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Standup 12/03/2009


  • Git branch best practices – we have a customer who doesn’t do acceptance often enough so we’d like to keep production code in a different branch from demo code. Any suggestions?

    Our friend Josh Susser has a good blog post on git branching workflow. Some other suggestions are to have a separate ‘deploy’ branch which you cherrypick changes from your ‘development’ branch with and deploy to production with (this would, however, require a separate integration test process to integrate the cherrypicked changes). Or, of course, round up your customer and have them do acceptance more regularly.

  • RubyMine – some Pivots are having issues running RSpec in their Rails projects.

    The usual steps we take are to make sure you can Command-click the rspec and spec/rails references in your spec_helper.rb and get to the gems they correspond to and to make sure your spec directory is flagged as a test directory in Settings => Project Structure in RubyMine. That didn’t seem to solve this particular issue, though. There was some talk about commenting out arbitrary ‘require’ statements in your files and that change somehow making RSpec run correctly. Strange.

  • Testing paperclip – tests don’t behave correctly when running them in RubyMine. There are issues with the ‘identify’ command.

    A possible issue is that ghostscript is not installed. Paperclip uses ImageMagick which uses ghostscript to identify attachment file types. You can install ghostscript using MacPorts. This can be tough to track down because paperclip appears to just swallow the exception that occurs when using ghostscript. Some other projects are mocking out paperclip in their tests to avoid the issue completely.

  • validates_associated fun in 2.3.5 – it’s changed from 2.3.4. Another change is depending on rack 1.0.1

  • You can now boot from ebs on Amazon

  • It appears that ActiveRecord now validates all associated objects by default, for any type of validation. Given this example:

    class User < AR::Base
      has_many :wibbles
    class Wibble < AR::Base
      validates_presence_of :name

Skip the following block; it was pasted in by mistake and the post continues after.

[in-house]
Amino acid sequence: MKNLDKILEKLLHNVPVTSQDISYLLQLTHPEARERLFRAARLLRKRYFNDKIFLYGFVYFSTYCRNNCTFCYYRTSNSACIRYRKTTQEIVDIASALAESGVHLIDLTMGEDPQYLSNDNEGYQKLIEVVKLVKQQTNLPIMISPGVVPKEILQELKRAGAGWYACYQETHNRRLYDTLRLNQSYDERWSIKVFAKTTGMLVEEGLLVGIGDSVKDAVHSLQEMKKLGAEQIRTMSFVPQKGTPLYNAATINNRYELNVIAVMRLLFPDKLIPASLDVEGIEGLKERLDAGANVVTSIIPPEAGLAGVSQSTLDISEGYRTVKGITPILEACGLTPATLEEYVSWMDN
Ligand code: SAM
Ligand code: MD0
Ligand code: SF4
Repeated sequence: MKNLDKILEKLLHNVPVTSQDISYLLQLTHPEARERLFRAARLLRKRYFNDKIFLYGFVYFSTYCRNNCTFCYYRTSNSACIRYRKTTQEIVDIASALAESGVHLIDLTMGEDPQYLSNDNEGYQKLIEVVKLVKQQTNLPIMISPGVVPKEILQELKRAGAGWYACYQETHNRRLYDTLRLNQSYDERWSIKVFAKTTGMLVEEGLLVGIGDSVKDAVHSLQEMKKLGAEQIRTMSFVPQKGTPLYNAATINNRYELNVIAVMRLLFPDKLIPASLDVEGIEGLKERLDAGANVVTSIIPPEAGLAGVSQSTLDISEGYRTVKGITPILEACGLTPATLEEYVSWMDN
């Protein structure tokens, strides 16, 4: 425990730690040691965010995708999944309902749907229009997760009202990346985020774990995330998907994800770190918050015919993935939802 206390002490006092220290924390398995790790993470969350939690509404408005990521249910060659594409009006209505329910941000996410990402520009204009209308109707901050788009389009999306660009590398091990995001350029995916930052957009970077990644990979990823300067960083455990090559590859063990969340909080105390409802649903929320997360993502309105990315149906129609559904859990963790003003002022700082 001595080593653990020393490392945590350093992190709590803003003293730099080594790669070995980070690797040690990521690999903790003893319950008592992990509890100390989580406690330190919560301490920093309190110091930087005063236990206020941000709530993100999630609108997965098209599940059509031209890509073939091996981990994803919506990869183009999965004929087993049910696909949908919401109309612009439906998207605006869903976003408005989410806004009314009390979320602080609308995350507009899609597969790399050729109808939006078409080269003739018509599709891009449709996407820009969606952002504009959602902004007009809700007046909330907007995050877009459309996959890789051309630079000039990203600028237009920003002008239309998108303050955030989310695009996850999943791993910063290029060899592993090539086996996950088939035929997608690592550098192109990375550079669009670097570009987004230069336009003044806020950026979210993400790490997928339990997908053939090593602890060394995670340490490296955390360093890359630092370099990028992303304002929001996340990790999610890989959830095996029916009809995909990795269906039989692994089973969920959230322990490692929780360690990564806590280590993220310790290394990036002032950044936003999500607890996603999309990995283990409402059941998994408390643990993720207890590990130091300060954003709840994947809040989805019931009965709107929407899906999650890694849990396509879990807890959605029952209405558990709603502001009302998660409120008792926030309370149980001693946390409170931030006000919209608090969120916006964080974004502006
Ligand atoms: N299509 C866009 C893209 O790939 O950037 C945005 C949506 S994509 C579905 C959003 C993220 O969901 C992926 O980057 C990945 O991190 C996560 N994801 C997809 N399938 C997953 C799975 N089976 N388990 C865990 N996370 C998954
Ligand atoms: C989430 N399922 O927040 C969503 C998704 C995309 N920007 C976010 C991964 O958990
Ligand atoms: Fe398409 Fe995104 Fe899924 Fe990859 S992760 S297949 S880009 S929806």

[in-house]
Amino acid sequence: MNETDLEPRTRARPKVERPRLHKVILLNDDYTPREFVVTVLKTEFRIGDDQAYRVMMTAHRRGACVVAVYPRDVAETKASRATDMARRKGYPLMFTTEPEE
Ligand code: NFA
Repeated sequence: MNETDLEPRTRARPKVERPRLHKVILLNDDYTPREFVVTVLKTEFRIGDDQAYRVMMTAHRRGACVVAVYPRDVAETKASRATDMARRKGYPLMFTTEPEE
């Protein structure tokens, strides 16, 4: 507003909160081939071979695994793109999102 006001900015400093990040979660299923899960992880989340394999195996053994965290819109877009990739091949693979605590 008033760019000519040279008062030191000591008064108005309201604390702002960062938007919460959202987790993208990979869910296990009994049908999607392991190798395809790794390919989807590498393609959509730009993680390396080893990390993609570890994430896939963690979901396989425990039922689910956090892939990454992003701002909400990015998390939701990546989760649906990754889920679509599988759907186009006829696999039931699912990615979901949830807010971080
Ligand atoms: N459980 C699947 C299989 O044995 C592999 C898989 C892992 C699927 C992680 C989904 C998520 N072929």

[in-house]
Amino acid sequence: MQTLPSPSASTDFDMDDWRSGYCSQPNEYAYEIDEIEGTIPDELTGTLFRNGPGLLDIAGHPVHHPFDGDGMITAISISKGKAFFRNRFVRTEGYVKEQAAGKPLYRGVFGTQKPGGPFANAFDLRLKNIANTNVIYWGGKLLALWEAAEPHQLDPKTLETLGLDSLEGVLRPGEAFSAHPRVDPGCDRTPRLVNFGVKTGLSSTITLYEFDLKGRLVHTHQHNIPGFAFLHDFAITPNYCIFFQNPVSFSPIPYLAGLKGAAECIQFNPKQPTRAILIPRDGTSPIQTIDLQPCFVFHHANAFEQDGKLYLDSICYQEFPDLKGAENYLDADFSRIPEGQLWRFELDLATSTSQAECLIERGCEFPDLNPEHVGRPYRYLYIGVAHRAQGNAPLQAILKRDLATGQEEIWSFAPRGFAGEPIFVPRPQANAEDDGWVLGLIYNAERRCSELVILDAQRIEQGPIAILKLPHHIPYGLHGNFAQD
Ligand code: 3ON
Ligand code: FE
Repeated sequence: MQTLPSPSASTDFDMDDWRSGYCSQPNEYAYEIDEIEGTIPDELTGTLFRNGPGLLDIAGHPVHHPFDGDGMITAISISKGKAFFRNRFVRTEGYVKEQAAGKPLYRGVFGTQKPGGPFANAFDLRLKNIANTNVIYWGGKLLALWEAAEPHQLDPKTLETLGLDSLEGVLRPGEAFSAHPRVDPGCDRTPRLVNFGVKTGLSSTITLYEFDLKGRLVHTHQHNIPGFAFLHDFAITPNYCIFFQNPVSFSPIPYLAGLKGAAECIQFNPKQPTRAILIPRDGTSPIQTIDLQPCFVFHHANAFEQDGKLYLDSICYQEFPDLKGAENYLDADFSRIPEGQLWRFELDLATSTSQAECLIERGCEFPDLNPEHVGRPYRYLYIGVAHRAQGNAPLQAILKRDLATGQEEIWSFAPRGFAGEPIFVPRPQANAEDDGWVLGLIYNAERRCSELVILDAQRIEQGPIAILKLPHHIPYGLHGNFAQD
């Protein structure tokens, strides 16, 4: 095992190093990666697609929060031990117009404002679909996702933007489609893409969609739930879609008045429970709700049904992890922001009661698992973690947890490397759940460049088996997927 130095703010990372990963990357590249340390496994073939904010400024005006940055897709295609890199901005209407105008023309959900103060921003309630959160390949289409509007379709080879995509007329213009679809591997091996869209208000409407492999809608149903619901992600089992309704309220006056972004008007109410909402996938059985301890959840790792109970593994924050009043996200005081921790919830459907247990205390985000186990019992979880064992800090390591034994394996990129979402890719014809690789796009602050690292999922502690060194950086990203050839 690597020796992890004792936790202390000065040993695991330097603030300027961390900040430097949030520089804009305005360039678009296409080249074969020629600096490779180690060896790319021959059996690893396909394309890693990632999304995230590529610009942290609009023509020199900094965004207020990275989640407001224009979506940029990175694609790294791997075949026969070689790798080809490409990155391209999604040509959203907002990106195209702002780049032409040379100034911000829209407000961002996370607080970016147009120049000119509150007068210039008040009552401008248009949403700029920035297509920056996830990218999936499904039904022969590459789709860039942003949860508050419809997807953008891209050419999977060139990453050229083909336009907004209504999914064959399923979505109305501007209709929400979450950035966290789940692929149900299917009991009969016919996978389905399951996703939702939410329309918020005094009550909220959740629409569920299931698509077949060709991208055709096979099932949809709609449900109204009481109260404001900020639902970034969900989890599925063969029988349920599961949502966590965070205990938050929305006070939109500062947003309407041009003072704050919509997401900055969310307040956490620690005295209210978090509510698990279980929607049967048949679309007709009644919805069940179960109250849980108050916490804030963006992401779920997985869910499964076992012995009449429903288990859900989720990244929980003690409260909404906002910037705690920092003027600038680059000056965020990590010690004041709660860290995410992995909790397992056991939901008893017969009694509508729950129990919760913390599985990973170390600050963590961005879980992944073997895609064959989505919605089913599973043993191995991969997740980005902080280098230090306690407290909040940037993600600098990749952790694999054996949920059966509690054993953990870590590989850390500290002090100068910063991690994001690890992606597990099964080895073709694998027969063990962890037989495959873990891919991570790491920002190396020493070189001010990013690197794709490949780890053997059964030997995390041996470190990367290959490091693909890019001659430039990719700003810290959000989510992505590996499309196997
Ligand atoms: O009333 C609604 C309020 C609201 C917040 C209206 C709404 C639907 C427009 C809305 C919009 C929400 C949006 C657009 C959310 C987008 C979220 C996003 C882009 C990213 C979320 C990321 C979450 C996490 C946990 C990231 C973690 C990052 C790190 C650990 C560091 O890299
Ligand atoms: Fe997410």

when you save a User, it will validate all associated wibbles and fail validation if any wibble fails validation. This always happens on create, and it appears happens on update if the association is an auto-save association, which it implicitly becomes if you allow nested attribute create/update for the association.

    Before Rails 2.3.4 a failed validation on an association would give you a moderately nonsensical validation error. In the case of the above example, if the name validation failed on an associated wibble then the user would have the error “Name can’t be blank,” which is, of course, misleading. The attribute name for the error would just be “name”, so tests for the validation would be something like @user.should have(1).error_on(:name)

    As of Rails 2.3.4 (possibly 2.3.3) the error message for a validation failure on an associated object changed to include the object type, so if the name validation failed on an associated wibble then the user would have the error “Wibbles name can’t be blank.” They accomplished this by changing the attribute name for the error to “#{association_name}_#{attribute_name}”, thus “wibbles_name”. Tests for the validation would have to change to @user.should have(1).error_on(:wibbles_name)

    As of Rails 2.3.5, the error message for a validation failure on an associated object is back to what it was pre-2.3.4 (”Name can’t be blank”). However, this is because the attribute name for the error is now “#{association_name}.#{attribute_name}. So, tests have to change again to @user.should have(1).error_on(’’)

    Not really a huge difference, just an annoyance that it keeps changing.

Interesting Things

  • SMSW – this is an annual supermarket street sweep that benefits the San Francisco Food Bank. Ride on bikes, pick up foodstuffs from supermarkets and win prizes while helping the Food Bank! This Saturday 12/5 at noon.

  • Check out the AAU Future Tense exhibit at 688 Sutter Street Gallery – a showing of art that you can actually pick up with your hands! Exhibit is open thru January.

  1. Brian Jenkins says:

    I’ve run into the specs run from RubyMine complain identify problem.

    identify is an ImageMagick command. Paperclip runs ImageMagick commands in child processes instead of using RMagick (to avoid memory leakage?)

    When you run ruby from RubyMine, it doesn’t inherit the PATH environment variable you set in .bashrc, because RubyMine is generally started from finder or quicksilver or the dock or whatever, not from bash.

    You probably have ImageMagick installed through macports at /opt/local/bin.

    There are a number of ways to set the PATH for RubyMine, but the best is to set the PATH properly for the whole machine with /etc/paths.

    Add /opt/local/bin, /opt/local/sbin, and /opt/local/X11/bin to the top of your /etc/paths and reboot the machine.

    Then try your paperclip test from RubyMine again.

  2. Brian Jenkins says:

    Hmm, seems as if you actually need to set the path in /etc/launchd.conf .
    It seemed like this changed with Snow Leopard, but maybe I was just confused. :-/

    bjenkins@gsv:~ 501 $ cat /etc/launchd.conf

    setenv COMMAND_MODE unix2003

    setenv PATH /opt/local/bin:/opt/local/sbin:/opt/local/X11/bin:/usr/bin:/bin:/usr/sbin:/sbin:/usr/local/bin::/usr/X11/bin:/opt/PalmSDK/0.1/bin

    BTW, “setenv COMMAND_MODE unix2003″ makes OSX act more like Unix and less like OS 10.3.

    This lets unix nerds type “ps -ef” and not be frustrated by OSX pretending not to know what they mean.

    (Note that there is no “=” in a setenv command line. This often trips me up.)

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